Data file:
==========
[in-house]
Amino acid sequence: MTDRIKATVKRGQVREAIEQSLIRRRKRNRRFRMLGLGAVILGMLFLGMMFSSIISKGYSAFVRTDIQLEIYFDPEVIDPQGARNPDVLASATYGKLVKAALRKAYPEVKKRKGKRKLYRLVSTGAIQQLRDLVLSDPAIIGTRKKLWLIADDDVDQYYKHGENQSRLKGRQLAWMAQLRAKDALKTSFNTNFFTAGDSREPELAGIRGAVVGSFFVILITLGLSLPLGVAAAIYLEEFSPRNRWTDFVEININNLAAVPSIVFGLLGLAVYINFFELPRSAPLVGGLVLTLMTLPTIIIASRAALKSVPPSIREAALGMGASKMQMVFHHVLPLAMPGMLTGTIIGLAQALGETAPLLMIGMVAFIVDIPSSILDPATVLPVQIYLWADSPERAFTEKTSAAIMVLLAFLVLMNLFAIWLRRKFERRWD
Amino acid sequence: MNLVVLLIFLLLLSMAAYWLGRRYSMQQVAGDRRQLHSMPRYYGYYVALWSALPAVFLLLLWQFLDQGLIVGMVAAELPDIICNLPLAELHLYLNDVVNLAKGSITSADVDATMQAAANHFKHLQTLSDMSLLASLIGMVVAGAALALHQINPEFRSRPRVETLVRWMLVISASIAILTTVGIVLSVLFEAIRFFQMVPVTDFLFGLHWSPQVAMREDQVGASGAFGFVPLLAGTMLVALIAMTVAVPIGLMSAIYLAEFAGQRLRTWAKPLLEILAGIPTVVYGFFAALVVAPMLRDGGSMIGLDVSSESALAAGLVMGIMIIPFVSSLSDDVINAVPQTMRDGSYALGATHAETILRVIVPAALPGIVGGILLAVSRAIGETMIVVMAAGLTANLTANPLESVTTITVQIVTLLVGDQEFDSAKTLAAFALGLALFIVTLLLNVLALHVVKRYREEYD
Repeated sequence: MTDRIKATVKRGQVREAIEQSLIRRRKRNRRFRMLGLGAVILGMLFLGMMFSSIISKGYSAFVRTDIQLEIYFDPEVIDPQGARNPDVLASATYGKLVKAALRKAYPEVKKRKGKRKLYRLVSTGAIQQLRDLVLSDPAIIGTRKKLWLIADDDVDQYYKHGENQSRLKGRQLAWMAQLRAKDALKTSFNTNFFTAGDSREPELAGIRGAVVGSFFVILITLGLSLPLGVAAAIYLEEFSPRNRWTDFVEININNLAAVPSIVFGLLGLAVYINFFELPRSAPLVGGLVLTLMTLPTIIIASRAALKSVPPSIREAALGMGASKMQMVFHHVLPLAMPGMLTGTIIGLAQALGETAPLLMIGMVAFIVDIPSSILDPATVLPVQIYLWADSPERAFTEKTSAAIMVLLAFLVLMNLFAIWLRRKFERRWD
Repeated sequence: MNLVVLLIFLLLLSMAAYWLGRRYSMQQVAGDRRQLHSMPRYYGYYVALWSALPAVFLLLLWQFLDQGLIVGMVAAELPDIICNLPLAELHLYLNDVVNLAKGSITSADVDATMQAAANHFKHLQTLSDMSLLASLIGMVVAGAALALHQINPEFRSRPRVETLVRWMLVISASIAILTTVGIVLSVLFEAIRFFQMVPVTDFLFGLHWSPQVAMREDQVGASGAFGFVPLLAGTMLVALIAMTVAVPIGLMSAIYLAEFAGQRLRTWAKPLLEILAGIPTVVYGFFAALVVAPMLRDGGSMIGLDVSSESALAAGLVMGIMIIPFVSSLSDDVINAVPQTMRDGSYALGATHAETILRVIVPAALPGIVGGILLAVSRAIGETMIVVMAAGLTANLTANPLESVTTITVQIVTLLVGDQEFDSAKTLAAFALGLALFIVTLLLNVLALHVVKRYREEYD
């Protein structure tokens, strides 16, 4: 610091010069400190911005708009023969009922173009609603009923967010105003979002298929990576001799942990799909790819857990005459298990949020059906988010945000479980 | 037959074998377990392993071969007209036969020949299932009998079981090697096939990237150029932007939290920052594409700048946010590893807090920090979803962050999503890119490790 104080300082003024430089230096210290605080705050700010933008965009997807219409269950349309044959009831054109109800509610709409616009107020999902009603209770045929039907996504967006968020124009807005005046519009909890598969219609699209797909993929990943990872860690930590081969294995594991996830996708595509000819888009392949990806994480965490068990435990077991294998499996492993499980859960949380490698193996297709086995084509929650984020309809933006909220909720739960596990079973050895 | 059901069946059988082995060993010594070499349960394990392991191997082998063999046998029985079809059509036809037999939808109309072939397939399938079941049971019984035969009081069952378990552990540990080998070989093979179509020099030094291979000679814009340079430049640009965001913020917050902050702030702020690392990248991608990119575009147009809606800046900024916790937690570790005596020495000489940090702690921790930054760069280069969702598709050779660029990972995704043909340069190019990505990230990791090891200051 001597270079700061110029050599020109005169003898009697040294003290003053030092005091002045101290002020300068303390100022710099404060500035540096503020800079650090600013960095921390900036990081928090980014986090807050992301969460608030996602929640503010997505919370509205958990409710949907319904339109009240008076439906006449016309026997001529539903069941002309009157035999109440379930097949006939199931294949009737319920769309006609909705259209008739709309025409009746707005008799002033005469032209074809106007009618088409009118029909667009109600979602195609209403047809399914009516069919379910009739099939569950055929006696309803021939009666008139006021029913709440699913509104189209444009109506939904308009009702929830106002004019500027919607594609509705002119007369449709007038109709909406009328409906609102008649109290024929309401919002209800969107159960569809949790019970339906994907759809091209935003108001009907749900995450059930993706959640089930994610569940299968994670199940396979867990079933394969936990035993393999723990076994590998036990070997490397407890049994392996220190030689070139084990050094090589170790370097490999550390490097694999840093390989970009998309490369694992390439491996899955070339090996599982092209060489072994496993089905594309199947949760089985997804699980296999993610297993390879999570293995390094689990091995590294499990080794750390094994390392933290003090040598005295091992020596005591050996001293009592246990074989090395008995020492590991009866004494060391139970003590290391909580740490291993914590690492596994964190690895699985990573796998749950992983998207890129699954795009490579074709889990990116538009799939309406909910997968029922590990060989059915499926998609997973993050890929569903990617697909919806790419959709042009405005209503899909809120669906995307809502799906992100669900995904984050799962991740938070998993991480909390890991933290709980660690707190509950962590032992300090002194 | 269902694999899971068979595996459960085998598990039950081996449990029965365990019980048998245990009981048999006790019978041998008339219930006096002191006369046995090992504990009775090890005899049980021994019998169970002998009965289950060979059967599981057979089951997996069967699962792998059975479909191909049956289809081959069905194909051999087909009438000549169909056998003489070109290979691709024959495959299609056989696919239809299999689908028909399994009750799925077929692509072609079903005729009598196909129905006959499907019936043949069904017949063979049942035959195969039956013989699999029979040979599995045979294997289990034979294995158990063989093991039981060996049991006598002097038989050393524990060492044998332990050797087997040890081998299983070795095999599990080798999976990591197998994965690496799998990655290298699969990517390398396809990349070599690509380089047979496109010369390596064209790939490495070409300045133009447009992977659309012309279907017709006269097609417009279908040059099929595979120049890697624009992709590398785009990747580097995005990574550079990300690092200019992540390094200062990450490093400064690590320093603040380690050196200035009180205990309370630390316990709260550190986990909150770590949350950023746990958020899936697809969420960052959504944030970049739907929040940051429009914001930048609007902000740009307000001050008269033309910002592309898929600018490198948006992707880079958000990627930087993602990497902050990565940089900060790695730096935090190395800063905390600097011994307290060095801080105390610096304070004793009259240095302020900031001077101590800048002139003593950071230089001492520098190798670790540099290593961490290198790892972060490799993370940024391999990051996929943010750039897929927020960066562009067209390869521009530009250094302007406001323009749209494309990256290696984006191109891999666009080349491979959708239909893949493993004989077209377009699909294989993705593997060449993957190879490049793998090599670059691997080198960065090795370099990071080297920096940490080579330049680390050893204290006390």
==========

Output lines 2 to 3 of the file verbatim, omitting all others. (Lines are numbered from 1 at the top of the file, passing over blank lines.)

Amino acid sequence: MTDRIKATVKRGQVREAIEQSLIRRRKRNRRFRMLGLGAVILGMLFLGMMFSSIISKGYSAFVRTDIQLEIYFDPEVIDPQGARNPDVLASATYGKLVKAALRKAYPEVKKRKGKRKLYRLVSTGAIQQLRDLVLSDPAIIGTRKKLWLIADDDVDQYYKHGENQSRLKGRQLAWMAQLRAKDALKTSFNTNFFTAGDSREPELAGIRGAVVGSFFVILITLGLSLPLGVAAAIYLEEFSPRNRWTDFVEININNLAAVPSIVFGLLGLAVYINFFELPRSAPLVGGLVLTLMTLPTIIIASRAALKSVPPSIREAALGMGASKMQMVFHHVLPLAMPGMLTGTIIGLAQALGETAPLLMIGMVAFIVDIPSSILDPATVLPVQIYLWADSPERAFTEKTSAAIMVLLAFLVLMNLFAIWLRRKFERRWD
Amino acid sequence: MNLVVLLIFLLLLSMAAYWLGRRYSMQQVAGDRRQLHSMPRYYGYYVALWSALPAVFLLLLWQFLDQGLIVGMVAAELPDIICNLPLAELHLYLNDVVNLAKGSITSADVDATMQAAANHFKHLQTLSDMSLLASLIGMVVAGAALALHQINPEFRSRPRVETLVRWMLVISASIAILTTVGIVLSVLFEAIRFFQMVPVTDFLFGLHWSPQVAMREDQVGASGAFGFVPLLAGTMLVALIAMTVAVPIGLMSAIYLAEFAGQRLRTWAKPLLEILAGIPTVVYGFFAALVVAPMLRDGGSMIGLDVSSESALAAGLVMGIMIIPFVSSLSDDVINAVPQTMRDGSYALGATHAETILRVIVPAALPGIVGGILLAVSRAIGETMIVVMAAGLTANLTANPLESVTTITVQIVTLLVGDQEFDSAKTLAAFALGLALFIVTLLLNVLALHVVKRYREEYD